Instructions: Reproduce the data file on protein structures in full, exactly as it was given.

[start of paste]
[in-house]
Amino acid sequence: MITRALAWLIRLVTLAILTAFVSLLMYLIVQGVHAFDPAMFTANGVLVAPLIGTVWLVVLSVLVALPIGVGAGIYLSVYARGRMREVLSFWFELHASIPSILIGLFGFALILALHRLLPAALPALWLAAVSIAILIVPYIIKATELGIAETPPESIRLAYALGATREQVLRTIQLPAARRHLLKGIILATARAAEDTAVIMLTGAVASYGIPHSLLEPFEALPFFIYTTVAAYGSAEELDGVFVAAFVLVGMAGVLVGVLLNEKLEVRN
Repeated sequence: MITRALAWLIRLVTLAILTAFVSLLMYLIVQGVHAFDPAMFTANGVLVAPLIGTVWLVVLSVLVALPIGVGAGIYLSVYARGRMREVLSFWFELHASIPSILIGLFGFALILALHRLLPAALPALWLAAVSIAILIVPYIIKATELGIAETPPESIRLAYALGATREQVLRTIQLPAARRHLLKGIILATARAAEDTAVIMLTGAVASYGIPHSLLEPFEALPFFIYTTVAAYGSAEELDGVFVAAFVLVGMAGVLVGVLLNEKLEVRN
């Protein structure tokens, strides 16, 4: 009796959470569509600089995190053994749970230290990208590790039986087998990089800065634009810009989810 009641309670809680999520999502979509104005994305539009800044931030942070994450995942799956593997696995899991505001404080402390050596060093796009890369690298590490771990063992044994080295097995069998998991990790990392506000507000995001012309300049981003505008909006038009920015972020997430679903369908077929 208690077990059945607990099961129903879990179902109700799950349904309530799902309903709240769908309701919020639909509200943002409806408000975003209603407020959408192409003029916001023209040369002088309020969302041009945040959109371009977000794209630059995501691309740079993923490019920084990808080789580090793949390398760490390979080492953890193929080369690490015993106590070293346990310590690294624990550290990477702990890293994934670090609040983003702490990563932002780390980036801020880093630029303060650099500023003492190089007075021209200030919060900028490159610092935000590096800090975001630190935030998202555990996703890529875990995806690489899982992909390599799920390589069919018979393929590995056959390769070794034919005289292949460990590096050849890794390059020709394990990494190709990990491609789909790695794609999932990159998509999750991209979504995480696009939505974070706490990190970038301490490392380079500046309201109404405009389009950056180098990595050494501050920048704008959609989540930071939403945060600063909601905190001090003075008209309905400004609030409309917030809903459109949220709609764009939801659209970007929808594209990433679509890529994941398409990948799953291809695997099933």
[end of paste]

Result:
[in-house]
Amino acid sequence: MITRALAWLIRLVTLAILTAFVSLLMYLIVQGVHAFDPAMFTANGVLVAPLIGTVWLVVLSVLVALPIGVGAGIYLSVYARGRMREVLSFWFELHASIPSILIGLFGFALILALHRLLPAALPALWLAAVSIAILIVPYIIKATELGIAETPPESIRLAYALGATREQVLRTIQLPAARRHLLKGIILATARAAEDTAVIMLTGAVASYGIPHSLLEPFEALPFFIYTTVAAYGSAEELDGVFVAAFVLVGMAGVLVGVLLNEKLEVRN
Repeated sequence: MITRALAWLIRLVTLAILTAFVSLLMYLIVQGVHAFDPAMFTANGVLVAPLIGTVWLVVLSVLVALPIGVGAGIYLSVYARGRMREVLSFWFELHASIPSILIGLFGFALILALHRLLPAALPALWLAAVSIAILIVPYIIKATELGIAETPPESIRLAYALGATREQVLRTIQLPAARRHLLKGIILATARAAEDTAVIMLTGAVASYGIPHSLLEPFEALPFFIYTTVAAYGSAEELDGVFVAAFVLVGMAGVLVGVLLNEKLEVRN
């Protein structure tokens, strides 16, 4: 009796959470569509600089995190053994749970230290990208590790039986087998990089800065634009810009989810 009641309670809680999520999502979509104005994305539009800044931030942070994450995942799956593997696995899991505001404080402390050596060093796009890369690298590490771990063992044994080295097995069998998991990790990392506000507000995001012309300049981003505008909006038009920015972020997430679903369908077929 208690077990059945607990099961129903879990179902109700799950349904309530799902309903709240769908309701919020639909509200943002409806408000975003209603407020959408192409003029916001023209040369002088309020969302041009945040959109371009977000794209630059995501691309740079993923490019920084990808080789580090793949390398760490390979080492953890193929080369690490015993106590070293346990310590690294624990550290990477702990890293994934670090609040983003702490990563932002780390980036801020880093630029303060650099500023003492190089007075021209200030919060900028490159610092935000590096800090975001630190935030998202555990996703890529875990995806690489899982992909390599799920390589069919018979393929590995056959390769070794034919005289292949460990590096050849890794390059020709394990990494190709990990491609789909790695794609999932990159998509999750991209979504995480696009939505974070706490990190970038301490490392380079500046309201109404405009389009950056180098990595050494501050920048704008959609989540930071939403945060600063909601905190001090003075008209309905400004609030409309917030809903459109949220709609764009939801659209970007929808594209990433679509890529994941398409990948799953291809695997099933």